The superb Bavarian Radio Symphony Orchestra (BRSO) has had an annual residency at Lucerne’s Easter Festival since 2004. Two years prior to that, Mariss Jansons had taken over the reins from Lorin Maazel as Chief Conductor, and he stands as a true measure of the festival’s standard of excellence, the venue being the stunning Jean Nouvel-designed hall on the shores of Lake Lucerne.

Denis Matsuev © Columbia Artist Management
Denis Matsuev
© Columbia Artist Management

This last of this year’s Lucerne Easter festival concerts was slated as one that would inspire “spring feelings”, an ambiguous term, but one that was promising at the very least. The concert began with Robert Schumann’s “Spring” Symphony, composed in 1841 as the first of the four symphonies he completed. In a great spurt of productivity, Schumann outlined the “Spring” in a mere four days, inspired by what he cited as “that rush of spring that carries a man away even in his old age and comes back to him afresh every year”.

The symphony was launched by great fanfare, almost as a gauntlet cast down that invited a feeling of “listen to me!” The rousing woodwinds passed lyrical sequences between them in the exposition, the oboe, bassoon and flutes being particularly strong. In the richly melodic and reflective Larghetto, the strings carried out long and uninterrupted lines, and Jansons could be seen giving an enthusiastic smile to the sonorous trombones. The brief Scherzo was light and airy by comparison, ending in a single, precise down beat, while the final Allegro sprinkled confetti-like sounds in intervals, and ended in music so rejoicing that Jansons held on to the bar behind his podium to steady himself.

After the interval, the brilliant Russian pianist Denis Matsuev took centre stage. The 1998 winner of the Tchaikovsky Competition, Matsuev has since performed with the world’s leading orchestras. Since he has consistently had accolades for his performances of Rachmaninov, we greatly anticipated this Rhapsody on a Theme of Paganini, which the Russian composed in 1934 in his home-in-exile in Weggis, a town just across the lake from our hall.

Much like a concerto, Rhapsody sets the piano against a full orchestra, who together twist, mine and explore all the angles and profiles of a simple, single melody. Matsuev leaned over the very first variation as if over a simple domestic task, but quickly built up to the ferocious tempi that have challenged even the most accomplished of pianists. The 24 variations cover a range of moods from the mystic to bombastic, from the militaristic to lyrical, forever shifting rhythmically between the tonic to dominant key giving the music both poignant effect and a face fit for the greatest of Hollywood films. The unadulterated sweetness of the familiar Variation 18, for example, is so romantic as to be heart-wrenching. Rachmaninov himself, anticipating its commercial success, is said to have quipped, “this one is for my agent”. But over and beyond the Paganini theme, the chant melody drawn from the liturgy of the Requiem mass, Dies Irae, is also called up repeatedly, giving greater ground and degree of earnestness to the many variations on Paganini’s theme.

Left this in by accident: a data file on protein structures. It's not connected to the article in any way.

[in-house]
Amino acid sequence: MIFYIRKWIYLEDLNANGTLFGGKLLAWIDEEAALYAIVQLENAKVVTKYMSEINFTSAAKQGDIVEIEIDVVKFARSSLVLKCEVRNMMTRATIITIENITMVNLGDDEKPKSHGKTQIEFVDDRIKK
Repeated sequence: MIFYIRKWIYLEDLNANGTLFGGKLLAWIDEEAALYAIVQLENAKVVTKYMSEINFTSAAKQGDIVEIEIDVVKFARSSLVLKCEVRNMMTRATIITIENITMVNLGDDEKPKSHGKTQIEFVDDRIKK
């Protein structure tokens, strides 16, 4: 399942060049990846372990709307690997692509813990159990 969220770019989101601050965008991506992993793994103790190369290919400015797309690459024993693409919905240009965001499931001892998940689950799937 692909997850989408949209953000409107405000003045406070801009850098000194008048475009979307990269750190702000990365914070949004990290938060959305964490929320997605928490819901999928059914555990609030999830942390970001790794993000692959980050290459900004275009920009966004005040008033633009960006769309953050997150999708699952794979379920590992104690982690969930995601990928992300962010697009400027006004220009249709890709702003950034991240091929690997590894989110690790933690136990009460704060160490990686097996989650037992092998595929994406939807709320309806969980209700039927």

From my seat, I couldn’t see the pianist’s hands except for over the highest keys. But I could read something of the music in Matsuev’s animated facial expressions. His jaw and forehead quivered, his head shook and shimmied. He seduced those ivories, growled at them, celebrated, toyed and queried them in what seemed a tangible dialogue. His thunderous speed and expression verged on the amazing; one had to remember to breathe.

Importantly, the pianist’s calibration with the BRSO players was spot-on. None were even a millisecond short of when they should be, the explosive ending bursting across the stage like a lightning bolt. From his last chord, Matsuev shot up from the bench in one great sweep. Having grinned broadly at his ecstatic audience, he turned next to the players to applaud them at length, too. You just had to love it.

Granted, an act like that is a tough one to follow. But Leonard Bernstein’s Divertimento for orchestra (1980) emerged a peculiar sequel, not just because it’s a kind of show-piece, but also because in some passages – particularly by the standing horn players – it sounded decidedly mundane. Admittedly, it was given the glissando that recalls the Jazz Age, and certainly showed spunk and ethic flavour. After the famous “Turkey Trot”, Jansons himself joined the comedy and looked out at the audience from the podium as if to query, “got that, did you?” But otherwise, Bernstein’s humour and exaggerated musical antics went largely unexplored, and I sensed a self-conscious distance between the players and the score. In the final analysis, Bernstein and Bavaria may not be the world’s most propitious marriage.

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